Theorem 2.4. *Let and . Then
**
Besides this,
**
and for the inequalities
**
hold with an arbitrarily small and .*

###### 2.1.3. ZBS Classes and MO Indices of Weights at Infinity

Following [14, Section 4.1] and [29, Section 2.2], we introduce the following definitions.

*Definition 2.5. *Let . One puts , where is the class of functions satisfying the condition
and is the class of functions satisfying the condition
where does not depend on .

The indices and responsible for the behavior of functions at infinity are introduced in the way similar to (2.4):

Properties of functions in the class are easily derived from those of functions in because of the following equivalence: where and . Direct calculation shows that

Making use of (2.16) and (2.17), one can easily reformulate properties of functions of the class near the origin, given in Theorem 2.4 for the case of the corresponding behavior at infinity of functions of the class and obtain that

We say that a function continuous in is in the class if its restriction to belongs to and its restriction to belongs to . For functions in , the notation has an obvious meaning. In the case, where the indices coincide: , we will simply write and similarly for . We also denote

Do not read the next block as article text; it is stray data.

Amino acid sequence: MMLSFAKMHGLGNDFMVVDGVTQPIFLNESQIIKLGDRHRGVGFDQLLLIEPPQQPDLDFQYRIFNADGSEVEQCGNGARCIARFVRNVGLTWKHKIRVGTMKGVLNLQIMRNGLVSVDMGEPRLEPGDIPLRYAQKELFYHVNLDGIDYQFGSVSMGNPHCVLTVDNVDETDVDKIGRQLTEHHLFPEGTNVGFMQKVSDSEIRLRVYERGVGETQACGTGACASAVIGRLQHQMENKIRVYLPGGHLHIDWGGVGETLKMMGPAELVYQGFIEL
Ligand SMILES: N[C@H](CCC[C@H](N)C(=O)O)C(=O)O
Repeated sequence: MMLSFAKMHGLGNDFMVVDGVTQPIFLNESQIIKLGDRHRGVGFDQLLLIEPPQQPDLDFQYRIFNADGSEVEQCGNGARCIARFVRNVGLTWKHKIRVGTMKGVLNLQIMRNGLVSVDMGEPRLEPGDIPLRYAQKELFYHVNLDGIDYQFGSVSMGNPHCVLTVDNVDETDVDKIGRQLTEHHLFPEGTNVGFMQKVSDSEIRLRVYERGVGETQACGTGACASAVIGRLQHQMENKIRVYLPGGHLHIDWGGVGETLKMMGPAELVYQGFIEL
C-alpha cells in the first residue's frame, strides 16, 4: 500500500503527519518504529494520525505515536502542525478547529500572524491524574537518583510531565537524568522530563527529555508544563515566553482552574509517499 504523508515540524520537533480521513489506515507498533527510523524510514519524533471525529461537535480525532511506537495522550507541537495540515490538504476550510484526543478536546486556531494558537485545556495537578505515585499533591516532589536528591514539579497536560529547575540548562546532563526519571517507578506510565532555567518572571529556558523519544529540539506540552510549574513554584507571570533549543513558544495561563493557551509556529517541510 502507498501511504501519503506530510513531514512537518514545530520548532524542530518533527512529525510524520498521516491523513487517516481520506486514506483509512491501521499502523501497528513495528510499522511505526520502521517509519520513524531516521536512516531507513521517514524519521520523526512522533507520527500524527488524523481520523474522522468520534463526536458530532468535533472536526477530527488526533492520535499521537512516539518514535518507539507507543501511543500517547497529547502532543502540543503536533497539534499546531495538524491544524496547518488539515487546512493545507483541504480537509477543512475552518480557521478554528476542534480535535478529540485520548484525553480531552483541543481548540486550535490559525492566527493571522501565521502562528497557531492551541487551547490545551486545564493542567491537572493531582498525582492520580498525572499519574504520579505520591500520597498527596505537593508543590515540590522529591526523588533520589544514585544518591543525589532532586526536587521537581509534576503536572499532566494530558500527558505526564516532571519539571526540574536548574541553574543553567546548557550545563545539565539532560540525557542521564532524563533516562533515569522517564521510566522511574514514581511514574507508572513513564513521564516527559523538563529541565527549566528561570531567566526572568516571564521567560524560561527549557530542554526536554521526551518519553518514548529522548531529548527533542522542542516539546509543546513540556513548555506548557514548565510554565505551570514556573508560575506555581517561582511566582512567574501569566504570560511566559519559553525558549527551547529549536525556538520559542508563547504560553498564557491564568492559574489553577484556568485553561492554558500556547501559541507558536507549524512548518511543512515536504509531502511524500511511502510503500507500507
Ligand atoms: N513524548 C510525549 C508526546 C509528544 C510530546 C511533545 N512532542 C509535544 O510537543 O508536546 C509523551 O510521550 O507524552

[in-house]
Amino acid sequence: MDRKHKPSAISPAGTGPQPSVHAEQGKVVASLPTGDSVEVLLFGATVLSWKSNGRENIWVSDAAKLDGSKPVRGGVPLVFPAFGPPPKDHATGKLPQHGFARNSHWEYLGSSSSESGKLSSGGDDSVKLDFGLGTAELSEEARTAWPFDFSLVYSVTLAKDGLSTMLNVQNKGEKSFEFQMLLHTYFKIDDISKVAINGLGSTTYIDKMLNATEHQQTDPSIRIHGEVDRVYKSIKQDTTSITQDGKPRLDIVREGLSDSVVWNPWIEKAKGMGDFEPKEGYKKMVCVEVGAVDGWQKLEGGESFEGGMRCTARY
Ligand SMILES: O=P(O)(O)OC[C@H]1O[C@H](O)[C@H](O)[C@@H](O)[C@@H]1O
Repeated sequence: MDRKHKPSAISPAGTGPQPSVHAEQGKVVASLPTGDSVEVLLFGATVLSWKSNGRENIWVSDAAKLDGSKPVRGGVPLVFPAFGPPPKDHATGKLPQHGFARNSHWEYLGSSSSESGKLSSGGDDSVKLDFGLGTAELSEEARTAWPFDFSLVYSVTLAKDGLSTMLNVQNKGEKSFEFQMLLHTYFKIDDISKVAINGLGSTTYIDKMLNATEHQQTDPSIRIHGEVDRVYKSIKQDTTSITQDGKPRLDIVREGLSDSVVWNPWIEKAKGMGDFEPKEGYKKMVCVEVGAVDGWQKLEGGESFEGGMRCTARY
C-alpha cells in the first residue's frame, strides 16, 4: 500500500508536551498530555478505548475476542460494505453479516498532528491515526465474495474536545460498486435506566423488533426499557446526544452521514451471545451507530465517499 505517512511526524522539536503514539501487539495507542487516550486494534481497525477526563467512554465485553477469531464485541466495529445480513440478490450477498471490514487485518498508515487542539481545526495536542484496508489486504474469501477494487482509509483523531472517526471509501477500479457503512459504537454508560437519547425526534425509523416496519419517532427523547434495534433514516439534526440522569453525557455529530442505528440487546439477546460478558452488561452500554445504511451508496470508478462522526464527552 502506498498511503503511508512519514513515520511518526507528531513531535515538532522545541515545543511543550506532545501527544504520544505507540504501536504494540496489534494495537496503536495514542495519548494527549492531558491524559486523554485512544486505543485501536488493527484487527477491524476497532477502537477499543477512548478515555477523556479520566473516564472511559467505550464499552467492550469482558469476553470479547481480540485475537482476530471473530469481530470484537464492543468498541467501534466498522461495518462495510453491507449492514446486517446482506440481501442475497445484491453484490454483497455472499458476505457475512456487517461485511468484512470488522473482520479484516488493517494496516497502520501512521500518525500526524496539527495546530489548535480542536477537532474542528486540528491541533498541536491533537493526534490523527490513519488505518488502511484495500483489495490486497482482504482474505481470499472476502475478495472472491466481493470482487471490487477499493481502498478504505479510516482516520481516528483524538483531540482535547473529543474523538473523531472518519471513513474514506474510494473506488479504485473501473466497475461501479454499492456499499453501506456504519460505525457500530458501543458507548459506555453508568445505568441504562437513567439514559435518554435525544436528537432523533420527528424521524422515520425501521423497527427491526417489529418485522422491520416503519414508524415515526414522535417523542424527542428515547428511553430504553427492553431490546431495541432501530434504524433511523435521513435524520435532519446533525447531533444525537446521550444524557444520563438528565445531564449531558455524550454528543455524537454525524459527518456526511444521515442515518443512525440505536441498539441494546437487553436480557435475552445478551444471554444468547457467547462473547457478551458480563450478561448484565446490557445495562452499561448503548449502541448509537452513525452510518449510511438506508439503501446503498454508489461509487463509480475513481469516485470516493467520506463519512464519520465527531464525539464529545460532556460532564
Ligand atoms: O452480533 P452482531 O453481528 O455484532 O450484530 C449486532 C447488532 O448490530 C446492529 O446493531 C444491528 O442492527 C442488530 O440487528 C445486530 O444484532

Making use of Theorem 2.4 for and relations (2.17), we easily arrive at the following statement.

Lemma 2.6. *Let . Then
*

##### 2.2. On Classes

Note that we slightly changed the notation of the class introduced in the following definition, in comparison with its notation in [32].

*Definition 2.7. *Let . By , One denotes the classes of functions nonnegative on , defined by the following conditions:
where and .

Lemma 2.8. *Functions are almost increasing on , and functions are almost decreasing on .*

*Proof. *Let and . By (2.24) we have . Then . The case is similarly treated.

Corollary 2.9. *Functions have non-negative indices , and functions have non-positive indices , the same being also valid with respect to the indices in the case .*

Note that the classes being trivial for . We also have which follows from the fact that and (see [24, Subsection 2.3, Remark 2.8]) and property (2.26).